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Working remotely in Sweden can prove to be a difficult endeavor in some respects.
Remote working in Sweden is nothing new; before the 2020 pandemic, approximately 60% of jobs in Sweden already had an element of remote work. This, along with the generous leave policy, shows an emphasis on work-life balance that many remote workers would appreciate. The Swedish approach to work-life balance can be best characterized by the Swedish word lagom, which literally translates to “just the right amount”.
There are, however, things that are not perfect about remote work in Sweden- mostly related to the accomodation. Apartments in Sweden are difficult to find, particularly long-term rental contracts and especially for non-Swedes. Many recommend to just buy an apartment or a home in Sweden if you plan to live there long-term.
Another consideration is the size of apartments. Many are considered extremely small, with an average living space of ~35sqm in cities like Stockholm.
The issue of accomodation has a ‘flip-side’, however: there has been a marked increase in coworking spaces in recent years to meet the demand of remote workers who don’t want to work from their bed, couch, or kitchen table. This, also, has its drawbacks with the prices still high (as much as €400 per month for hot desks in some spaces) as supply races to meet demand.
Overall, Sweden is a good place to work remotely. If you’re not a local Swedish person, you should be aware of the many challenges you could face in getting set up in Sweden, but once those challenges are overcome, working remotely in Sweden can be a worthwhile and rewarding lifestyle, thanks to the balanced approach Swedes generally take to work-life balance.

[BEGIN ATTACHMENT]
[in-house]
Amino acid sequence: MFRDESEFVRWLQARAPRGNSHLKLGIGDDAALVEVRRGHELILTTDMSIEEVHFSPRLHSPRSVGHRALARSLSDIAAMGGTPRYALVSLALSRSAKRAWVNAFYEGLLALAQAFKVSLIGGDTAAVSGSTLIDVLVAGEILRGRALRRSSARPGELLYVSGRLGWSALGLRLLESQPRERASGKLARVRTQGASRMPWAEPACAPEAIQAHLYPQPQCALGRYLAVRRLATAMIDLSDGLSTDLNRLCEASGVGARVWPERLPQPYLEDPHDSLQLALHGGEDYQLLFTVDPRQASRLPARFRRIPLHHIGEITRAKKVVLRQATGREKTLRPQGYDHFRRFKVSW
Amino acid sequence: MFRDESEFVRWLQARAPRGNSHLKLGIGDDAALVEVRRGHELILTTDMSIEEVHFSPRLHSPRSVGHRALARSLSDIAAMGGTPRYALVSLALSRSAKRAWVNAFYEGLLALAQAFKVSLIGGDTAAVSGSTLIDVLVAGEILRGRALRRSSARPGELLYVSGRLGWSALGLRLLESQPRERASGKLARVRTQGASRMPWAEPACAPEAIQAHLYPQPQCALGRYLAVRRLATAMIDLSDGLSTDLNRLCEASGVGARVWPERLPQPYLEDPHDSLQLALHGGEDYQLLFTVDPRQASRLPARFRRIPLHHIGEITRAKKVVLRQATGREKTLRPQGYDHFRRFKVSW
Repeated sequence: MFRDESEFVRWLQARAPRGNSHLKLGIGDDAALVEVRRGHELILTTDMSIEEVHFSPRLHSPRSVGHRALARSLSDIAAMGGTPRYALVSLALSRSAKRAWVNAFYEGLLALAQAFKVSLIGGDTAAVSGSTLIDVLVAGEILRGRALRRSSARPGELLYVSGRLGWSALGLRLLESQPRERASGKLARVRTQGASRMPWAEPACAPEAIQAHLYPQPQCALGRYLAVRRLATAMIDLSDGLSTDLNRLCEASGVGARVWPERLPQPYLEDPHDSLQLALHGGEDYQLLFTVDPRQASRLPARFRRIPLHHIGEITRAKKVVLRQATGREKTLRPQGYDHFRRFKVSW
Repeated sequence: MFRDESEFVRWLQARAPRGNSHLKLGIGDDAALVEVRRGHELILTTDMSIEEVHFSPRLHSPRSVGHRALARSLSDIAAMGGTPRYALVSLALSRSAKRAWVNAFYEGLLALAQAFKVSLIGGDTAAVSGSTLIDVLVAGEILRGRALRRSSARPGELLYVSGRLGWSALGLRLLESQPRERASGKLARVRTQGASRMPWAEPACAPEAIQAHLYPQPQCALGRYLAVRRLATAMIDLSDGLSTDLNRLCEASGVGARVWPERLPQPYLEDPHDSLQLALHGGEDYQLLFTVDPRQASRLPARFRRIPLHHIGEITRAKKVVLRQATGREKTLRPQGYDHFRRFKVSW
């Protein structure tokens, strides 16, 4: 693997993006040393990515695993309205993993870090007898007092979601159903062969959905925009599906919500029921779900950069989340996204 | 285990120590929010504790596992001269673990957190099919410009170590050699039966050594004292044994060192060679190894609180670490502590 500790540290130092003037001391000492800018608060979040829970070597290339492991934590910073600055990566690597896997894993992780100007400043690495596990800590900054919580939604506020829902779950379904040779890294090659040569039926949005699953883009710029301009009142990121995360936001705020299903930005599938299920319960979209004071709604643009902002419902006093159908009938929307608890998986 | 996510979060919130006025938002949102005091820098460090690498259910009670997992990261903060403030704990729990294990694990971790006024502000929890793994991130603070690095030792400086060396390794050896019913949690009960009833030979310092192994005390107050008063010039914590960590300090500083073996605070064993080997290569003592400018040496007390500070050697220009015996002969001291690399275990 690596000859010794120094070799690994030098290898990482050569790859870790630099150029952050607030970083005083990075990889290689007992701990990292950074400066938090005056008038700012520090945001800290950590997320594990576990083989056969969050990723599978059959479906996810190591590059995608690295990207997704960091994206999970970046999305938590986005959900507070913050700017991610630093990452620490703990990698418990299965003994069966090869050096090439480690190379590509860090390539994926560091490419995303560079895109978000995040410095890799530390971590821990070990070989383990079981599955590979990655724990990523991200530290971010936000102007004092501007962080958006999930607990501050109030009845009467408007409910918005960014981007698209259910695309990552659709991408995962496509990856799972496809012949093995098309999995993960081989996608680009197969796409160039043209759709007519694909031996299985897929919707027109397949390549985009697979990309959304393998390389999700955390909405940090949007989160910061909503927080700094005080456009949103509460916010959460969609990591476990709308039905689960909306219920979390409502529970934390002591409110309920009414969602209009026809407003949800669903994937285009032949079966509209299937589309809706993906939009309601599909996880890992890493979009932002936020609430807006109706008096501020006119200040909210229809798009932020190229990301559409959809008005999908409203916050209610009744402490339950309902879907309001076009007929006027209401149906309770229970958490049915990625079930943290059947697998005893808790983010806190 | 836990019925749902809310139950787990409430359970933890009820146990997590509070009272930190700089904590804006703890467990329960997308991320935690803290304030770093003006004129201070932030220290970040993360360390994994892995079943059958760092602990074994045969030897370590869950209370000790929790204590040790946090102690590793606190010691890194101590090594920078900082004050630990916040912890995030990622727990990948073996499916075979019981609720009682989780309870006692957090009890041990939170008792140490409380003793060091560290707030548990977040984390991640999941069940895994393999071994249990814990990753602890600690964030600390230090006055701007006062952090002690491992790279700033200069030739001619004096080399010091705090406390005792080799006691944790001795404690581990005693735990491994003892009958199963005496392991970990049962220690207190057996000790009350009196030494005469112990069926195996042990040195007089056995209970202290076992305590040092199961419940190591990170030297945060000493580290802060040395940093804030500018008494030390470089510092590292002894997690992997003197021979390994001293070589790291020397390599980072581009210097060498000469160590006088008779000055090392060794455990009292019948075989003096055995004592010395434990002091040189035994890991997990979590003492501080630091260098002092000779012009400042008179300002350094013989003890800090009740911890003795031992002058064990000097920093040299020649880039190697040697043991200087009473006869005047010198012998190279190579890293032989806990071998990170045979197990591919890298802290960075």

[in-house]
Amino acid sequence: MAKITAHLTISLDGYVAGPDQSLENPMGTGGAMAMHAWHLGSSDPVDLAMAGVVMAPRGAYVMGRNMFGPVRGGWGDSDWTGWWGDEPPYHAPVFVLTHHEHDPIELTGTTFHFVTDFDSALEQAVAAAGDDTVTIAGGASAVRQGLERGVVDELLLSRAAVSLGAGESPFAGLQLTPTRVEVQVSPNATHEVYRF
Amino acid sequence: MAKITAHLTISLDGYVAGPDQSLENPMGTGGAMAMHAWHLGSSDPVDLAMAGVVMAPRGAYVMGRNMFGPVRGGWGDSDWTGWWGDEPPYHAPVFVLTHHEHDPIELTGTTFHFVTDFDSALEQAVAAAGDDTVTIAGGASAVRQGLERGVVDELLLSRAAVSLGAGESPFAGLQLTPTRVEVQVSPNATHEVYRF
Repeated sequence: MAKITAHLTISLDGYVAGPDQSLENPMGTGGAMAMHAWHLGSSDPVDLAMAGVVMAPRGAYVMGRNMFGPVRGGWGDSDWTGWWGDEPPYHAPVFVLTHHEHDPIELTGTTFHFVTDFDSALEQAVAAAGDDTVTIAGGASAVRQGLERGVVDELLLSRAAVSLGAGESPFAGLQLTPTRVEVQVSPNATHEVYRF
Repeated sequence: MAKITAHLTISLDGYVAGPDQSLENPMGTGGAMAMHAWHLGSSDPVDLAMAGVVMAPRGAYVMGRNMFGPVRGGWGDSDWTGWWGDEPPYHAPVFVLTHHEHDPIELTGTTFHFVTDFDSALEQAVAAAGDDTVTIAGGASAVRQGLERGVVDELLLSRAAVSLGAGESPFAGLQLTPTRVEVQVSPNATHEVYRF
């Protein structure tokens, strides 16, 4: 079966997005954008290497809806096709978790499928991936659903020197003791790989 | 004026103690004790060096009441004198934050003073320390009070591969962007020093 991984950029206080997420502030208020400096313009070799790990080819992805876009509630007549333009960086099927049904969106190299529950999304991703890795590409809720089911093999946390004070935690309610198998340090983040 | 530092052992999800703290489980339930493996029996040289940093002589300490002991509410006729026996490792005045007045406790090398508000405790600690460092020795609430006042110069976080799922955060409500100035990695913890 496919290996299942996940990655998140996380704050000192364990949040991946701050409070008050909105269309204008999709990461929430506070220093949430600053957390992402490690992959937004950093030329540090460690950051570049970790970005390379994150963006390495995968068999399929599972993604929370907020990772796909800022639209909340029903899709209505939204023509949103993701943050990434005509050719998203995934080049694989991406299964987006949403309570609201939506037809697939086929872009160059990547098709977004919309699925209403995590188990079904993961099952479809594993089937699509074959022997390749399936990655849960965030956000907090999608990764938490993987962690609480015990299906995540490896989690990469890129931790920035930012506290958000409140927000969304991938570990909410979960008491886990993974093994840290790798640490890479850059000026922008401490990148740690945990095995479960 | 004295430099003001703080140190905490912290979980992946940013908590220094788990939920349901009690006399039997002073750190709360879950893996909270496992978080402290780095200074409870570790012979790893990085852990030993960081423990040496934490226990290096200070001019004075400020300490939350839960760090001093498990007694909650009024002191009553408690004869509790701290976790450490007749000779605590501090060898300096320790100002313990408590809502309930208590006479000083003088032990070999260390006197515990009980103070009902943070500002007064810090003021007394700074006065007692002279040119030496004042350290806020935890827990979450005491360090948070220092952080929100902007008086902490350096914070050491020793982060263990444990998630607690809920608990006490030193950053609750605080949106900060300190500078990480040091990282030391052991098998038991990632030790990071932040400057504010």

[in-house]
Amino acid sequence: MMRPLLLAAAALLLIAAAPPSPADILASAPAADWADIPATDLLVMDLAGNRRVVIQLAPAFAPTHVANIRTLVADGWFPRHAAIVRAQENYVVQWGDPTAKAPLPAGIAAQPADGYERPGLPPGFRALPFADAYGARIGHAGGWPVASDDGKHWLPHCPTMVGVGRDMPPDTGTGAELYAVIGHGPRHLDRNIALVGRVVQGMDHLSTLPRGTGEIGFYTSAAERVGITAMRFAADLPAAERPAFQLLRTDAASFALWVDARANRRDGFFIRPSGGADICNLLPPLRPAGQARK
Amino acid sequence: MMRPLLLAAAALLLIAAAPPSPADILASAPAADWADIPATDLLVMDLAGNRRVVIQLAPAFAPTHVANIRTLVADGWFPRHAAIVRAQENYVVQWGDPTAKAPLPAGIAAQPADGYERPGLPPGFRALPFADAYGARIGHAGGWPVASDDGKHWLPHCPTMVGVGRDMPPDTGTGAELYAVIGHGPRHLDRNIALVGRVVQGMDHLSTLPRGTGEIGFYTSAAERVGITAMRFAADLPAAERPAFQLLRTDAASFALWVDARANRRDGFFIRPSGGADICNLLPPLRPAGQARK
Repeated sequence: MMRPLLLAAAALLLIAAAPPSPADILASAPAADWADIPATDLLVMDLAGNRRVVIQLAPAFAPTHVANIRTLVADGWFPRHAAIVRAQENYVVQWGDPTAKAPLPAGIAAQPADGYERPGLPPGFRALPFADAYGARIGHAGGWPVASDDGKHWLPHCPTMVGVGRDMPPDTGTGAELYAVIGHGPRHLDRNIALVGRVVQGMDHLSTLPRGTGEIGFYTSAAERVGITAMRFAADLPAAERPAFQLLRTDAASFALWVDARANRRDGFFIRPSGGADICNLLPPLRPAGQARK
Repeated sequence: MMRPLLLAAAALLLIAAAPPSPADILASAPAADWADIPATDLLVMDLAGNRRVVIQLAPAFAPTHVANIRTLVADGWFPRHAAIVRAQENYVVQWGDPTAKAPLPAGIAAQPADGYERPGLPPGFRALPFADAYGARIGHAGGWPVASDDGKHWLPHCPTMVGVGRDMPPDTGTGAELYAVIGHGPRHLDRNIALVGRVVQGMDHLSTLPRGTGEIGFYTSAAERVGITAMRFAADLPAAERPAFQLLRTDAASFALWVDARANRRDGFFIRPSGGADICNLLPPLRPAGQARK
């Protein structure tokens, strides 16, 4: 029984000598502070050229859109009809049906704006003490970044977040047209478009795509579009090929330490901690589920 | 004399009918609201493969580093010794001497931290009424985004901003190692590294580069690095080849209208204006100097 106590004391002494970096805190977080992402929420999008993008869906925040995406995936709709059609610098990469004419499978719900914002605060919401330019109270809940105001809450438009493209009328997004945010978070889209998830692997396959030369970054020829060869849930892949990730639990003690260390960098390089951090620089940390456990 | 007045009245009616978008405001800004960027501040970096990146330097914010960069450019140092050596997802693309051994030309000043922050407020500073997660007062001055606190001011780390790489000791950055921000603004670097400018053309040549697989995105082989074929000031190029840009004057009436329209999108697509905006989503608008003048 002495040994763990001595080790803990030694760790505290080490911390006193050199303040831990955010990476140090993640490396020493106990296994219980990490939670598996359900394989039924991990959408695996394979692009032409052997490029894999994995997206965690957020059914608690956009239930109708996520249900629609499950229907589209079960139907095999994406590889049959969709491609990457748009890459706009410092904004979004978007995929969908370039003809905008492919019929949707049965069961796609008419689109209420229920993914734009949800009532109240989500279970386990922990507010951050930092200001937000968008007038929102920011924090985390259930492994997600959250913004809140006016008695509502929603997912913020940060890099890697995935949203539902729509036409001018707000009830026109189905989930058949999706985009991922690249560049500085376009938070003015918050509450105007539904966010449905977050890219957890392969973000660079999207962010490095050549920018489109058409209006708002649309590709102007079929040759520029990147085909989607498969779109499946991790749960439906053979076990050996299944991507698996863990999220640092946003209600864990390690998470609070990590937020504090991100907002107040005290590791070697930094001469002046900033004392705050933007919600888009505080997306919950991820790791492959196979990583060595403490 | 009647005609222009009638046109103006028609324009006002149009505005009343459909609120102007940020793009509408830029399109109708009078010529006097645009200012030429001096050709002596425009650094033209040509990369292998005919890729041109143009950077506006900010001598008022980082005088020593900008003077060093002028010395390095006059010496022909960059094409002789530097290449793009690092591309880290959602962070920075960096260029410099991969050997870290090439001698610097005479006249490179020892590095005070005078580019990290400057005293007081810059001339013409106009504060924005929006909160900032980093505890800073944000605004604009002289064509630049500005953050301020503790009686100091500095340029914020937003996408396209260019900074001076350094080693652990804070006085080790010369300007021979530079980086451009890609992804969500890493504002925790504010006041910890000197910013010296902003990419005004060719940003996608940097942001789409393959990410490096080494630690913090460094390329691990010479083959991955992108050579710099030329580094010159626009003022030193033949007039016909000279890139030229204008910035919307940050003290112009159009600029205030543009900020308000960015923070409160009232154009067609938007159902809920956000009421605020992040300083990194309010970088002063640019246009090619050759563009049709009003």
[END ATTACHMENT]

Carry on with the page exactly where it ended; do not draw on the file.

Sweden has no laws on the books that relate specifically to remote work. All applicable employment laws apply whether the employee is a remote worker or an in-person worker.
Employees from the EU or EEA can work in Sweden without a residence permit for up to 3 months, after which point they must apply for a residence permit and apply for a tax number.
Non-EU citizens (and Swiss citizens) will need to have a work permit and residence visa in order to legally work in Sweden (remotely or not).
Currently, there is no digital nomad visa option available for Sweden.
Your business can easily hire employees in Sweden without opening a local entity. We handle local employment law, complex tax regulations, and international payroll in 185 countries worldwide. All you need to do is focus on your business.
Sweden is a tough country for freelancers and small business owners to succeed. With a steep 47% tax on freelancers and quarterly & annual reporting requirements, it’s a system that can be frustrating for freelancers just starting out. It is still possible to freelance in Sweden and make it work.
For fully-employed remote workers, it’s a different story. If an employee is legally able to work in Sweden and is employed full-time, the quality of life can be just as good or better than full-time office workers.
You have two main options if you want to hire a remote employee in Sweden:
Option 1: Hire a freelancer
You can hire a freelancer on a freelance brokerage site (for example, on Toptal, Upwork, or a local equivalent like Gigway for graphic designers)
This is a good option for small projects not directly related to the core business. If you hire a freelancer as a full-time employee, you may run the risk of employee misclassification which can come with harsh penalties.
Option 2: Hire an employee through an EOR like Horizons
You can also conduct a full search and hire a local Swedish citizen as a full-time employee, hire compliantly through an EOR structure. The EOR ensures all HR, tax, and local reporting compliance so you can focus on your business- risk free and with top talent.